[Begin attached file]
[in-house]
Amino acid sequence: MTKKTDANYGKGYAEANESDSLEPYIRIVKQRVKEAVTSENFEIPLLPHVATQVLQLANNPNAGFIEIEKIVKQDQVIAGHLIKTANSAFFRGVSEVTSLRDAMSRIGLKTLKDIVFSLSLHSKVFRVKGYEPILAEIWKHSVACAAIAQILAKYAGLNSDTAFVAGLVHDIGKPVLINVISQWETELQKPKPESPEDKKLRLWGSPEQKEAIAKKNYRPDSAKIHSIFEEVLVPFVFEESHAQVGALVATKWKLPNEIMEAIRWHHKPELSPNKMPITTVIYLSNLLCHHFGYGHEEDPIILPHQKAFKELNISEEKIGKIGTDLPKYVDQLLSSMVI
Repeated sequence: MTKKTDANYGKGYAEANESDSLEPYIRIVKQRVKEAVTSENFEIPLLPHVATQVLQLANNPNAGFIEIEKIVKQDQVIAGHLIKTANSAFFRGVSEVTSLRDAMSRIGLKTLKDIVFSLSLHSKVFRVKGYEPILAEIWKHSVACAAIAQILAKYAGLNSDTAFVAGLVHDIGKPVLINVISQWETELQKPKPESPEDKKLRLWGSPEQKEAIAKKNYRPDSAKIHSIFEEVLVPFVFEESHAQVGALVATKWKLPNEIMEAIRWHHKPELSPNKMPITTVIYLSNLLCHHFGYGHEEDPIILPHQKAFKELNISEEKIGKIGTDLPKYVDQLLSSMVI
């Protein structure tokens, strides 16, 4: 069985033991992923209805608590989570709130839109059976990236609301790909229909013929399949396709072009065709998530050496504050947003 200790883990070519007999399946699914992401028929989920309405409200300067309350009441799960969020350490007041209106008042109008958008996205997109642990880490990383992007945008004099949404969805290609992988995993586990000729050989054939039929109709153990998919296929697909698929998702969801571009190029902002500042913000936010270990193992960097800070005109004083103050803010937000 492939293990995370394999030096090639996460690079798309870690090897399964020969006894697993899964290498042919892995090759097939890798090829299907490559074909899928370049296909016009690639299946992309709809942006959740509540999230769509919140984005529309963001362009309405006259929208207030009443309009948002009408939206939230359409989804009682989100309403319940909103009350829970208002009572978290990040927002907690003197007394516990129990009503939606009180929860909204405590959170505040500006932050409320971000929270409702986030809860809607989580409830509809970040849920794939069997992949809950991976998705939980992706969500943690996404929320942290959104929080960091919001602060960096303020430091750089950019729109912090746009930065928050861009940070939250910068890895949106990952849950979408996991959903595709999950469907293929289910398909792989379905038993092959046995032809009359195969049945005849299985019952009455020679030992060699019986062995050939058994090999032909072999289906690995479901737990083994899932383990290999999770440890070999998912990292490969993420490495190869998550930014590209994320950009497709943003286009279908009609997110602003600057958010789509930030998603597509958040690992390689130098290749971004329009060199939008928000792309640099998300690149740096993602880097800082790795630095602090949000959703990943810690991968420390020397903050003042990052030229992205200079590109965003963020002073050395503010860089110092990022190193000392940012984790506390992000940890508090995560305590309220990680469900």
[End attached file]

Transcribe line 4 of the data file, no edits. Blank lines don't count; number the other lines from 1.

């Protein structure tokens, strides 16, 4: 069985033991992923209805608590989570709130839109059976990236609301790909229909013929399949396709072009065709998530050496504050947003 200790883990070519007999399946699914992401028929989920309405409200300067309350009441799960969020350490007041209106008042109008958008996205997109642990880490990383992007945008004099949404969805290609992988995993586990000729050989054939039929109709153990998919296929697909698929998702969801571009190029902002500042913000936010270990193992960097800070005109004083103050803010937000 492939293990995370394999030096090639996460690079798309870690090897399964020969006894697993899964290498042919892995090759097939890798090829299907490559074909899928370049296909016009690639299946992309709809942006959740509540999230769509919140984005529309963001362009309405006259929208207030009443309009948002009408939206939230359409989804009682989100309403319940909103009350829970208002009572978290990040927002907690003197007394516990129990009503939606009180929860909204405590959170505040500006932050409320971000929270409702986030809860809607989580409830509809970040849920794939069997992949809950991976998705939980992706969500943690996404929320942290959104929080960091919001602060960096303020430091750089950019729109912090746009930065928050861009940070939250910068890895949106990952849950979408996991959903595709999950469907293929289910398909792989379905038993092959046995032809009359195969049945005849299985019952009455020679030992060699019986062995050939058994090999032909072999289906690995479901737990083994899932383990290999999770440890070999998912990292490969993420490495190869998550930014590209994320950009497709943003286009279908009609997110602003600057958010789509930030998603597509958040690992390689130098290749971004329009060199939008928000792309640099998300690149740096993602880097800082790795630095602090949000959703990943810690991968420390020397903050003042990052030229992205200079590109965003963020002073050395503010860089110092990022190193000392940012984790506390992000940890508090995560305590309220990680469900």